Augmentative and Alternative Communication (AAC), An Introduction

Augmentative and Alternative Communication (AAC), An Introduction
By Ann Marie Lusquinos, MS CCC-SLP

Has someone suggested that your child may benefit from Augmentative and Alternative Communication, or AAC, but you have no idea what that is or what it means? Here is some basic information that will help you begin to understand exactly what AAC is and what it means for your child.

What is AAC?
Any form of communication other than oral speech to express our wants, needs or ideas such as:
• Gestures
• Facial expressions
• Writing
• Symbols
• Pictures

You might be thinking “I use all of these at some point during the day when I am communicating with another person.” You are correct. We all use these forms of communication. But there is a difference.

What is the difference?
Children with severe speech or language problems (short term or long term difficulties) rely on AAC to supplement their existing speech or speech which is not functional for communication. These children use special augmentative aids such as:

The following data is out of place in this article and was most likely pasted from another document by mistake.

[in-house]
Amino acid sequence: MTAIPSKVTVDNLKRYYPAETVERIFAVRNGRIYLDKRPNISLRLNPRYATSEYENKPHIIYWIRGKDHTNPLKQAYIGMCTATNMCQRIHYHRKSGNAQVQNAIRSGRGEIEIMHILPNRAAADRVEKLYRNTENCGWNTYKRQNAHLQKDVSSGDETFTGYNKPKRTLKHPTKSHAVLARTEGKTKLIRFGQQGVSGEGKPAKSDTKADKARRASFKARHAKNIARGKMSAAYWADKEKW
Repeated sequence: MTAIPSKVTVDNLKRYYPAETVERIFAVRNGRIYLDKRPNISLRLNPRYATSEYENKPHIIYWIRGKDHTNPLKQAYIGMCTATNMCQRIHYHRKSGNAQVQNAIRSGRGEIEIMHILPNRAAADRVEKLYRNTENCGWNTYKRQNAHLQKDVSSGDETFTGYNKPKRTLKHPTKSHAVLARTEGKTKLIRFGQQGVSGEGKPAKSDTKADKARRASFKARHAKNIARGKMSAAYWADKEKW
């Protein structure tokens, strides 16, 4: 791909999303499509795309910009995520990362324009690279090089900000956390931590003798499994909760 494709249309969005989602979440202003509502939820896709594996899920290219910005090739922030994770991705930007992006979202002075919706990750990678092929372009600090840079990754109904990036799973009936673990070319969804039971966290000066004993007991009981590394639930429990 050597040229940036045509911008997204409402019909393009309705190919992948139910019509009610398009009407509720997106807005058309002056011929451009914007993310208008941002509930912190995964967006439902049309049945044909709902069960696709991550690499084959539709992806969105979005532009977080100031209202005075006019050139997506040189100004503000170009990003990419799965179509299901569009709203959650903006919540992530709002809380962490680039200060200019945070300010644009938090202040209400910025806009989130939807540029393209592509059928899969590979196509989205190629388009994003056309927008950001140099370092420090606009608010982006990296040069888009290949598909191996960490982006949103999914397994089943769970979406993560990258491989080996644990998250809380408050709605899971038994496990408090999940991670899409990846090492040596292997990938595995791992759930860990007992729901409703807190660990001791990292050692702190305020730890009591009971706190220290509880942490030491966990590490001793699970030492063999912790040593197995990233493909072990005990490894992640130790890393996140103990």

• Low tech picture or symbol communication boards or books
• High tech dynamic electronic systems
• Sign language
If a child does have emerging speech, their speech WILL continue to be used with the appropriate AAC system to enhance their communication. It will never be used to REPLACE functional speech. Using AAC will NEVER prevent a child from using their speech either.

What are the benefits of using AAC?
Every child should have the ability to express their wants and needs, do this with ease, to be understood, and to have their request granted. The benefits of AAC may include:
• Reduced frustration
• Decreased inappropriate behaviors while increasing appropriate behaviors
• Increased feeling of self-worth
• Increased independence
• Increased social skills
• Increased school performance
• Increased receptive and expressive language skills

You may be unsure of how AAC will “fit in” to your child’s life, but there are skilled individuals who can guide you. Discuss an AAC evaluation with your child’s pediatrician. Contact Weber Pediatric Therapy to schedule an AAC evaluation, which we will provide in your home.

Tags: ,




Comments are closed.